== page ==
For me, I need to remember that I can feel so strongly about something that I can become like a bull in a china shop. It's okay if that's about my faith, about telling my story passionately to help others see a light, but not if it is so controversial that it either brings out bad feelings in others or creates doubt of the Lord's intent for us to be peacemakers. My war is not physical anymore, it is spiritual and led by a general with a game plan of grace.
My purpose remains the same, I am glad to say, but how I deliver the message should be up to Him, not me, and I always need to remember that. Thank you for reminding me Mrs. Filter, the retreat calmed my soul, and my words.
So when you see something that makes you want to cut someone's ear off (Peter), or throw a bunch of tables over (Jesus), or take on a bad giant (David), make sure you are directed by God's Holy Spirit to do so and not by the rage of your anger. And remember, that a whole bunch of your friends and family are watching to see an authentic faith, not a reactionary religion.
Don't you just wish sometimes (let's be real here) that God would wave a magic wand and all of our human defects and personal problems would magically disappear? No more lying, no more insecurity, no more trust issues, no more debt, no more relationship conflict. How about it Lord, can we go back to the Garden of Eden and have a do-over?
Does it ever bother you, as it does me, that those same whack-a-moles of defects we whacked at one time keep popping back up? I loved playing that game at Chuck-E-Cheese, but in real life it is discouraging that they seem to pop up just when we think we are in the clear. Just like Paul's thorn in his side. Like him, we ask God to remove it.
The makeover from destruction to construction is filled with accidents, modifications, and bad weather. As we say in the program, we strive for progress, not perfection. The best analogy for me to bring comfort to this process of change is in John 15........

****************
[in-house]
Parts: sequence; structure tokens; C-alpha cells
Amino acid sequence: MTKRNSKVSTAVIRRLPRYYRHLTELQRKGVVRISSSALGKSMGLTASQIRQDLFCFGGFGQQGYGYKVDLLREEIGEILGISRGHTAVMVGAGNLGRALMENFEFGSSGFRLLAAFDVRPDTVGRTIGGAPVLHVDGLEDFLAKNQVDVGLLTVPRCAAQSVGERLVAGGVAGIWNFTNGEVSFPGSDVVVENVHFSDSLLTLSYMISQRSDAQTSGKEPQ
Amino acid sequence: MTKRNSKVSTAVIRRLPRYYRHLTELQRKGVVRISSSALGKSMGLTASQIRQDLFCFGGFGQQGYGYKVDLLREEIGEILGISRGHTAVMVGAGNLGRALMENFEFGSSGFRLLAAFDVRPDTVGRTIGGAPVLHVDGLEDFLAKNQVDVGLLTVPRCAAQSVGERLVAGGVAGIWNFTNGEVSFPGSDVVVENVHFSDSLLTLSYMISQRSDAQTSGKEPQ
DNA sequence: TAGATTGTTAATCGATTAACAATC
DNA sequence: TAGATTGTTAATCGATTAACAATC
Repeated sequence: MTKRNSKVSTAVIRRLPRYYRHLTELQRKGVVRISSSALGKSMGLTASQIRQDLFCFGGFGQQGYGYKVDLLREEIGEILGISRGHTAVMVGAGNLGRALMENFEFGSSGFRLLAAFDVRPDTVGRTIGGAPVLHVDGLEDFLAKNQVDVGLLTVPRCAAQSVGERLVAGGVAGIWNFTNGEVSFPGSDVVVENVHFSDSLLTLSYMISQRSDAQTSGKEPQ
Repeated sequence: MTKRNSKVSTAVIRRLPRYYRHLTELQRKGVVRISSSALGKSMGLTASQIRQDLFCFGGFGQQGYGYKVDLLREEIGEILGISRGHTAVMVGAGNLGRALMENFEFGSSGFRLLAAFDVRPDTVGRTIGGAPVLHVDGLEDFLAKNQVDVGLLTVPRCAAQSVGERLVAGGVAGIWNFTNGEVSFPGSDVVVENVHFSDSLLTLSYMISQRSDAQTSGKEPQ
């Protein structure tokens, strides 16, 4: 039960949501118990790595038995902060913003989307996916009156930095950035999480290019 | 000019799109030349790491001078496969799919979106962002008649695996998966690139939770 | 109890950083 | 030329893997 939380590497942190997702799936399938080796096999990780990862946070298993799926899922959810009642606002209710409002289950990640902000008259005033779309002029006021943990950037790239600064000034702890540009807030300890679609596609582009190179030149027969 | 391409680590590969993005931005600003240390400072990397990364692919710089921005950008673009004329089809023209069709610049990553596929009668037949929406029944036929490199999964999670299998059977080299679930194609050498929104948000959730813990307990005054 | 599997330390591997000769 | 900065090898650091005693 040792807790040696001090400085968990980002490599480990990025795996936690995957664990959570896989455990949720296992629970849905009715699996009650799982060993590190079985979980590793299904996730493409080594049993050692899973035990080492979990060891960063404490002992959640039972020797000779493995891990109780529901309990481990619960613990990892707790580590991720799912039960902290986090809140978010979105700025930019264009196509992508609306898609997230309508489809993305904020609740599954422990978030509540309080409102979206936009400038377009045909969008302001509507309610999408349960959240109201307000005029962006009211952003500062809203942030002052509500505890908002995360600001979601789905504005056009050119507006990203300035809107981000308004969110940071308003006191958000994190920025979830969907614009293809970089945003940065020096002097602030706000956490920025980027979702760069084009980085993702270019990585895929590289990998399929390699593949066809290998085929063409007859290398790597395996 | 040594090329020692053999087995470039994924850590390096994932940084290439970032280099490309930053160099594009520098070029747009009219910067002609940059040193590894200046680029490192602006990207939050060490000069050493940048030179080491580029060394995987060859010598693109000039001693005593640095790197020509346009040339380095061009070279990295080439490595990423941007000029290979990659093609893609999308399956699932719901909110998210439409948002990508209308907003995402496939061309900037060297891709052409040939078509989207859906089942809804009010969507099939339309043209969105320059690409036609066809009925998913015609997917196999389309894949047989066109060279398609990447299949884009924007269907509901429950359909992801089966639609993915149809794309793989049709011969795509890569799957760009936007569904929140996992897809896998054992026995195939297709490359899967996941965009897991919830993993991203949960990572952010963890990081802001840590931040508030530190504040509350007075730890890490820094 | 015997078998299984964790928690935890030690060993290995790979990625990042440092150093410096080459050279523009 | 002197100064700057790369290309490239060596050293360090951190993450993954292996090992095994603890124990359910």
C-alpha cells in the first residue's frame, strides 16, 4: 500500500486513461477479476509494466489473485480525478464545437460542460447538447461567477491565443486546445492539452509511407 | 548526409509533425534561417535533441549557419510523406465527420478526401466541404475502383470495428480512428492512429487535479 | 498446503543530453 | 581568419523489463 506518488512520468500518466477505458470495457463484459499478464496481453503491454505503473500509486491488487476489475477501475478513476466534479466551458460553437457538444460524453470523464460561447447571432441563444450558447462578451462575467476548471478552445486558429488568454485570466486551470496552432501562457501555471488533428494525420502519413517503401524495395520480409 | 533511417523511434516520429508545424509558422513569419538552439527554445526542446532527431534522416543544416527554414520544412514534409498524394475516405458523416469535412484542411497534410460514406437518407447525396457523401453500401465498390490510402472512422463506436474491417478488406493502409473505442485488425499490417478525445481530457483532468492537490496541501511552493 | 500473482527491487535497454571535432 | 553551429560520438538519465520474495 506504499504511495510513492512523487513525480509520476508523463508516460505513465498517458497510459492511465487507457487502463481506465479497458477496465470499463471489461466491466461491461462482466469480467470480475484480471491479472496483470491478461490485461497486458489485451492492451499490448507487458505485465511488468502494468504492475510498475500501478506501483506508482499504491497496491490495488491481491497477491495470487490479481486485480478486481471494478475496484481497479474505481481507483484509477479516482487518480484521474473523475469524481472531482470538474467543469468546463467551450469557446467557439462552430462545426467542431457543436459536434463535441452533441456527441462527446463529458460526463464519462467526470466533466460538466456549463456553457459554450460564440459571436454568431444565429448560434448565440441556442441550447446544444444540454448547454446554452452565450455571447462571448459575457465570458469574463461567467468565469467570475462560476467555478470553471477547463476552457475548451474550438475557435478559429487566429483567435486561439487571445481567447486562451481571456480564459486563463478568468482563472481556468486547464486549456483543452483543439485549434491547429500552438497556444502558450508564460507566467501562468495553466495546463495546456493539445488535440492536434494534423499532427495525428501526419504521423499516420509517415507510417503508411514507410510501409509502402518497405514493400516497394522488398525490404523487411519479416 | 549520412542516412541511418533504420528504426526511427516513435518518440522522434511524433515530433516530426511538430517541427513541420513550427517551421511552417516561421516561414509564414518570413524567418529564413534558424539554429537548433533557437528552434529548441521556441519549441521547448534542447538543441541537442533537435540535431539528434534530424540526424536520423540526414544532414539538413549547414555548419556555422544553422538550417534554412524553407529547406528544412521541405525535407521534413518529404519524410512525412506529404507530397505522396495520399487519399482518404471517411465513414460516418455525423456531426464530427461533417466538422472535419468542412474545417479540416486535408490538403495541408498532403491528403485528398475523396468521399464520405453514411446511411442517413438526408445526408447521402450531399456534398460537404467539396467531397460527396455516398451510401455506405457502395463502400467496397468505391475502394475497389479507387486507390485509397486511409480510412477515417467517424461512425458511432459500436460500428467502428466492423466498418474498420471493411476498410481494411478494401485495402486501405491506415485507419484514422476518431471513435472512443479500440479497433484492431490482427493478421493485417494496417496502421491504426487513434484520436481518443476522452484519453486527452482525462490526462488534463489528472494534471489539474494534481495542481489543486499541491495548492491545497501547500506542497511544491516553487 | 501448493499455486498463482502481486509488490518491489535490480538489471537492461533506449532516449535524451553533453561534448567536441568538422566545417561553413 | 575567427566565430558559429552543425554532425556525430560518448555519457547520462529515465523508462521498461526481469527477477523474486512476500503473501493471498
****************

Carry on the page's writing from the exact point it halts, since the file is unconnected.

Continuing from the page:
"I am the true grapevine, and my father is the gardener. He cuts off every branch of mine that doesn't produce fruit, and he prunes the branches that do bear fruit so they will produce even more."
Cutting, pruning, these words indicate pain, not a magic wand. And pain in letting go of false survival skills, manipulative behavior, and things like lying to make ourselves look better all have to go. And when the gardener prunes what's left, we begin to look like a fruit bearing person rather than one who steals the fruit. The makeover happens only through that process of pain and ultimate gain.
Jesus goes on to comment in that same scripture how the makeover remains a makeover:
"Remain in me, and I will remain in you. For a branch cannot produce fruit if it is severed from the vine, and you cannot be fruitful unless you remain in me."
Think you can do this alone, isolating and becoming absent? Think again. A makeover requires someone who can make you over. It requires submission to the process without our direction. And it requires frequent gardener visits to keep all the landscape looking beautiful.
You look great! By the way, who is your gardener?
"Love flashes like fire, the brightest kind of flame. Many waters cannot quench love, nor can rivers drown it."
Excerpts from Song of Songs 8:6-7
Barry White, Cupid, The Love Boat, Make Love Not War...........these are the things we have patterned our concept of love after if we have been "out there" and away from our relationship with God. If we look back at what we thought love was, we may begin to break out in uncontrollable laughter as we think, "man what was I thinking?"
Others have been hurt so badly or inflicted that pain themselves that love is filled with fear to them, any thought of feeling it again makes them run. Then there is loving ourselves, another matter entirely for those of us who have experienced low self worth and possibly never experiencing a nurturing environment in our families.